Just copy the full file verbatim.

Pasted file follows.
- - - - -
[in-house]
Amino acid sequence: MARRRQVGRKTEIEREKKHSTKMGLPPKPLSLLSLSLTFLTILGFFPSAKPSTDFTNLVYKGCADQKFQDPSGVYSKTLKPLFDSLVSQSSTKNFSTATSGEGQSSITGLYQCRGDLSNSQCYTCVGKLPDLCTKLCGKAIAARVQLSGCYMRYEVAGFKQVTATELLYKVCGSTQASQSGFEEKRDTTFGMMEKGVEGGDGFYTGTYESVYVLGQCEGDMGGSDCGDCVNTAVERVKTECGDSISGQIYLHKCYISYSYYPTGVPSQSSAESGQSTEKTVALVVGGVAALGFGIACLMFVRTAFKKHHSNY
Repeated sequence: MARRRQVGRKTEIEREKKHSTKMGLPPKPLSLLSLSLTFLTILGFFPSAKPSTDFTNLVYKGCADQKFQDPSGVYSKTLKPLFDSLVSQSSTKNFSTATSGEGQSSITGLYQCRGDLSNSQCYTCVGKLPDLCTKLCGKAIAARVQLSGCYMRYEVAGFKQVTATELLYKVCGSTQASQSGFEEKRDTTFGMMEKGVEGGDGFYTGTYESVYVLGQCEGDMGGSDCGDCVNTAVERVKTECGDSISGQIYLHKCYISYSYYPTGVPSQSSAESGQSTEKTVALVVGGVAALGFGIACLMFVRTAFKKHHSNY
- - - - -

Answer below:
[in-house]
Amino acid sequence: MARRRQVGRKTEIEREKKHSTKMGLPPKPLSLLSLSLTFLTILGFFPSAKPSTDFTNLVYKGCADQKFQDPSGVYSKTLKPLFDSLVSQSSTKNFSTATSGEGQSSITGLYQCRGDLSNSQCYTCVGKLPDLCTKLCGKAIAARVQLSGCYMRYEVAGFKQVTATELLYKVCGSTQASQSGFEEKRDTTFGMMEKGVEGGDGFYTGTYESVYVLGQCEGDMGGSDCGDCVNTAVERVKTECGDSISGQIYLHKCYISYSYYPTGVPSQSSAESGQSTEKTVALVVGGVAALGFGIACLMFVRTAFKKHHSNY
Repeated sequence: MARRRQVGRKTEIEREKKHSTKMGLPPKPLSLLSLSLTFLTILGFFPSAKPSTDFTNLVYKGCADQKFQDPSGVYSKTLKPLFDSLVSQSSTKNFSTATSGEGQSSITGLYQCRGDLSNSQCYTCVGKLPDLCTKLCGKAIAARVQLSGCYMRYEVAGFKQVTATELLYKVCGSTQASQSGFEEKRDTTFGMMEKGVEGGDGFYTGTYESVYVLGQCEGDMGGSDCGDCVNTAVERVKTECGDSISGQIYLHKCYISYSYYPTGVPSQSSAESGQSTEKTVALVVGGVAALGFGIACLMFVRTAFKKHHSNY